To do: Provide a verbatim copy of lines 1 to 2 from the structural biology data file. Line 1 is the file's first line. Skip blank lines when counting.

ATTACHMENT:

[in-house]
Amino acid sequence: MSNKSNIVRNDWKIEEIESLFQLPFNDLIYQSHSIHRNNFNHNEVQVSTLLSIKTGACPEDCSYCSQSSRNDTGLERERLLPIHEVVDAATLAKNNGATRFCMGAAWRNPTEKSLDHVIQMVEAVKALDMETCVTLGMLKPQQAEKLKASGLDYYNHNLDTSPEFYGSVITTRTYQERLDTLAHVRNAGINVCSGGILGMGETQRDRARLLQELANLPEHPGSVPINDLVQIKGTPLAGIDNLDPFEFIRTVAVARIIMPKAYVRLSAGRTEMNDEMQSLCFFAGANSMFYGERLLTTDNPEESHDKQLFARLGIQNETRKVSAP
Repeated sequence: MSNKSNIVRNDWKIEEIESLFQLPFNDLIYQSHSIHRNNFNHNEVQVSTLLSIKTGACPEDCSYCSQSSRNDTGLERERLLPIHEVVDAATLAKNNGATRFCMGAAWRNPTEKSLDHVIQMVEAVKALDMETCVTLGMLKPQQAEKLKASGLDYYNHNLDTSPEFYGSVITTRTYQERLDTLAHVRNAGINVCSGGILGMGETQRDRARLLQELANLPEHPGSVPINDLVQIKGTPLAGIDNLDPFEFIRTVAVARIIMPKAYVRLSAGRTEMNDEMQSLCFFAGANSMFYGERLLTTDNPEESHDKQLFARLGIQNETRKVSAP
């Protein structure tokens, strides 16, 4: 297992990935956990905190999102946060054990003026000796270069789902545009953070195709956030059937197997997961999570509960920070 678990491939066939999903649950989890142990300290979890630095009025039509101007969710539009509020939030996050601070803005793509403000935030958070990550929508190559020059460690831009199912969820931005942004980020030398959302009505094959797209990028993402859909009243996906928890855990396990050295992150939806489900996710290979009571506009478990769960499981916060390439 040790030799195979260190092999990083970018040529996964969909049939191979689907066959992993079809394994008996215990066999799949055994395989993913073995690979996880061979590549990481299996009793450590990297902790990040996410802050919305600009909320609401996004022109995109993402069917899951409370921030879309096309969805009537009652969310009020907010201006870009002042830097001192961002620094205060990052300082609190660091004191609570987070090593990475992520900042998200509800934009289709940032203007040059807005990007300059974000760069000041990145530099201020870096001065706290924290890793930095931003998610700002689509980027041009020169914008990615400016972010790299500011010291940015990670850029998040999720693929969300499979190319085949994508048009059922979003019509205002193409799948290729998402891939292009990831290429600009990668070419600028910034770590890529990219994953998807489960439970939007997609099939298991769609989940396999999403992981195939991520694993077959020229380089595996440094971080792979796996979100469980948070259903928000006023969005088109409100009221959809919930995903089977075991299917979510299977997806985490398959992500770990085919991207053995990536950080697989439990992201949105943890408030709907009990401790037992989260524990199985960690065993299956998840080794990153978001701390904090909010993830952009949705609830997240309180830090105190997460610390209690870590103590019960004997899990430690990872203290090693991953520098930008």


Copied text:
[in-house]
Amino acid sequence: MSNKSNIVRNDWKIEEIESLFQLPFNDLIYQSHSIHRNNFNHNEVQVSTLLSIKTGACPEDCSYCSQSSRNDTGLERERLLPIHEVVDAATLAKNNGATRFCMGAAWRNPTEKSLDHVIQMVEAVKALDMETCVTLGMLKPQQAEKLKASGLDYYNHNLDTSPEFYGSVITTRTYQERLDTLAHVRNAGINVCSGGILGMGETQRDRARLLQELANLPEHPGSVPINDLVQIKGTPLAGIDNLDPFEFIRTVAVARIIMPKAYVRLSAGRTEMNDEMQSLCFFAGANSMFYGERLLTTDNPEESHDKQLFARLGIQNETRKVSAP